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BECS payments and how they work

BECS payments are different to wire transfers in how they process the payments. Both are electronic payments, with wire transfers being faster, as they send funds directly from one bank to another, but more expensive. 

BECS payments take longer as they go first to a BECS — a bulk electronic clearing system — where the transactions for that period are bundled, validated and processed. This makes them efficient, secure and low cost. Aside from the payments you make using an EFTPOS or credit card, the vast majority of electronic payments you make will go through a bulk electronic clearing system. 

In this guide, you'll learn more about Australia and New Zealand's bulk electronic clearing system, how the payments work and the pros and cons of using them.

What is a bulk electronic clearing system (BECS) payment?

A bulk electronic clearing system (BECS) payment is an electronic funds transfer that uses BECS. Paying your power bill online, direct debits collected by an insurance company or a business paying its staff are all examples of BECS payments. BECS payments don't include transactions made at EFTPOS or ATMs — these payments use a different system. 

How do BECS payments work?

BECS payments work by automatically moving funds from one account to another. Used in Australia and New Zealand, BECS pulls together hundreds or thousands of transactions into batches. After someone or an organisation makes an electronic payment, banks and other institutions aggregate all transactions over a period and submit them to the BECS.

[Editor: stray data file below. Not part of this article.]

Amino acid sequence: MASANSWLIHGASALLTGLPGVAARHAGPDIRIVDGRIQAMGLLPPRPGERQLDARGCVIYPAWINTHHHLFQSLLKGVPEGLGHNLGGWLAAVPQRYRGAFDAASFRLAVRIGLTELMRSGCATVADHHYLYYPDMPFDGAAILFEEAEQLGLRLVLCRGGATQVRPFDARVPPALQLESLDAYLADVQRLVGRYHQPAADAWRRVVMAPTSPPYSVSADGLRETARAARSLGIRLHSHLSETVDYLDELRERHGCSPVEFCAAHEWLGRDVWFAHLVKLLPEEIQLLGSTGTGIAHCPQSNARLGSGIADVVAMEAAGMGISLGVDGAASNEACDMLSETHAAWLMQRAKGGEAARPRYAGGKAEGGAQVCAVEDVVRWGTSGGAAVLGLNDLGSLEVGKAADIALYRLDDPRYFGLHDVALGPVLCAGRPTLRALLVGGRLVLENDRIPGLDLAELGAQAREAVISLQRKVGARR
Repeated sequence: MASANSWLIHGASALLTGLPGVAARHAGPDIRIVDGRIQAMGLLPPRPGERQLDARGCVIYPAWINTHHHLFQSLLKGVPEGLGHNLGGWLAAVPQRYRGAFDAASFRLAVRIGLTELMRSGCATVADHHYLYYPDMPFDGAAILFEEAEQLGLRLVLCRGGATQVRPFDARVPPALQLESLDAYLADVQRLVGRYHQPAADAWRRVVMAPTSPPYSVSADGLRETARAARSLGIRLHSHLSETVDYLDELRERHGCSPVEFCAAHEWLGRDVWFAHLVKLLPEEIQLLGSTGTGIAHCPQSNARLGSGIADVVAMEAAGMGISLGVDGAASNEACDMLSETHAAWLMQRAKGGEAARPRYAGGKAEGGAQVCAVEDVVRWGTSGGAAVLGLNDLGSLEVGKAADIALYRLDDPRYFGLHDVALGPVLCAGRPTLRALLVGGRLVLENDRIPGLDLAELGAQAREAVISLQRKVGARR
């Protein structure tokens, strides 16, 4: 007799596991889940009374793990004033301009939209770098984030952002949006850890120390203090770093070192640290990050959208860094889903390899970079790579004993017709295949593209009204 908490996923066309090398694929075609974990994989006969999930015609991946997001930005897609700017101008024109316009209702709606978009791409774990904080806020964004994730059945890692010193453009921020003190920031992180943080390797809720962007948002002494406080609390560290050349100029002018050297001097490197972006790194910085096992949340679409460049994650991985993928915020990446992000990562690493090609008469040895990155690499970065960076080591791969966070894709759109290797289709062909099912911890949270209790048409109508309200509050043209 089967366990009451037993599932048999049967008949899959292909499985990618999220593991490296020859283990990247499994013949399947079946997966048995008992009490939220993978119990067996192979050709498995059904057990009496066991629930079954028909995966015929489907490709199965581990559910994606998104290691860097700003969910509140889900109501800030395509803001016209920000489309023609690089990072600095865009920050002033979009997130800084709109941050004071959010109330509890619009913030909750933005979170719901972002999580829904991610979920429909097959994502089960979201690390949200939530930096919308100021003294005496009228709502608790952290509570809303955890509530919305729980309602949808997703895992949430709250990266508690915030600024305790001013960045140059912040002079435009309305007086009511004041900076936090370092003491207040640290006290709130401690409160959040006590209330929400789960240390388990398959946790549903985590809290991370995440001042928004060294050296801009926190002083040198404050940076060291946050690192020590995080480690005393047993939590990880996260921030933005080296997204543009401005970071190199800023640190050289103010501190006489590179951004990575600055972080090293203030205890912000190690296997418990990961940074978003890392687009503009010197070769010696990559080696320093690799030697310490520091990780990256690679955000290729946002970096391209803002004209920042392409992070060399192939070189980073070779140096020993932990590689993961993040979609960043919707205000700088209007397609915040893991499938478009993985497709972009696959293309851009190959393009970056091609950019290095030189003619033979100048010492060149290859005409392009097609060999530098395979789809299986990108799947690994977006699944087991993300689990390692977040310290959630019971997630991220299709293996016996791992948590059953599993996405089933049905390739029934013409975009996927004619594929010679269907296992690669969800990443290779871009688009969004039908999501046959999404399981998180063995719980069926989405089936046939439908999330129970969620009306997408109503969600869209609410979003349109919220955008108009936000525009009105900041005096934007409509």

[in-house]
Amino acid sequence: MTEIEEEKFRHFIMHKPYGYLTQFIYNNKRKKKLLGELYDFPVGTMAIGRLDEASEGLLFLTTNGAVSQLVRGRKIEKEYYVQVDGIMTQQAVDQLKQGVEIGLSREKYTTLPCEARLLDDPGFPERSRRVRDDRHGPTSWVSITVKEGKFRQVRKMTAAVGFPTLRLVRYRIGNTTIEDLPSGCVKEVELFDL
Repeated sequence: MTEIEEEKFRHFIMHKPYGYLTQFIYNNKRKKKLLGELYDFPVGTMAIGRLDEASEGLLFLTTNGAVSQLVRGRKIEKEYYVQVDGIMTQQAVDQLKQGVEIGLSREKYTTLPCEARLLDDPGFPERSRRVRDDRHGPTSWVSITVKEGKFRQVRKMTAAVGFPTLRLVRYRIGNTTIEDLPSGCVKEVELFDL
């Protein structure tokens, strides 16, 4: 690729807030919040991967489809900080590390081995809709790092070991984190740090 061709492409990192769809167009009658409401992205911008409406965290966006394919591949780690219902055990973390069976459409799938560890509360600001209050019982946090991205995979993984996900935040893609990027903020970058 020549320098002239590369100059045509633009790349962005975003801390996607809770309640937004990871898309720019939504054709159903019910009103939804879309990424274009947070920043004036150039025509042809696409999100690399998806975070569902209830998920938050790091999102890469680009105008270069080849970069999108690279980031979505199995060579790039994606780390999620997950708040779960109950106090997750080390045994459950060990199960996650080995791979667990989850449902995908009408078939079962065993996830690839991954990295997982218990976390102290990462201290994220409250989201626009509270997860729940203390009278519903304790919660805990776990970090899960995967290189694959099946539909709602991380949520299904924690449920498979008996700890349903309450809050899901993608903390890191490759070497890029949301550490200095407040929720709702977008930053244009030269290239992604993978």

The BECS then automatically sorts and clears the payments and updates the bank's overall financial position. This is why it can take a few hours or even a day for money to appear in the payee's bank account. 

Different types of BECS payments

There are three types of payments that use BECS – direct debits, direct credits and credit transfers. They can be B2B payments or B2C payments. 

Direct debits

Direct debits let organisations withdraw funds from your bank account without you having to set up the payment. They’re commonly used by companies who charge by subscription, like a gym membership or on a fixed schedule, like monthly finance repayments. 

Direct credits

Direct credit lets you pay multiple people or organisations in one batch rather than setting up each payment individually. Businesses that pay multiple staff members most often use this method. 

Credit transfers

Credit transfers are the kinds of payments that consumers will be most familiar with. You may log into your online banking to pay for that Trade Me purchase or set up a recurring payment to cover your rent each week.

Benefits of BECS payments

Benefits of BECS payments include low cost, flexibility and control with a high level of security.

Low-cost payments

Low-cost payments come with the territory with BECS. They don't involve any EFTPOS or credit card processing, only transfer between bank accounts, and the fees are lower than other kinds of payments. 

High level of security 

A high level of security is built into the BECS system. It uses protocols such as encrypting and restricting access to sensitive data, with regular audits and testing to uncover weak spots. A rigorous clearing process ensures each transaction is legitimate and that the funds are going to the right place.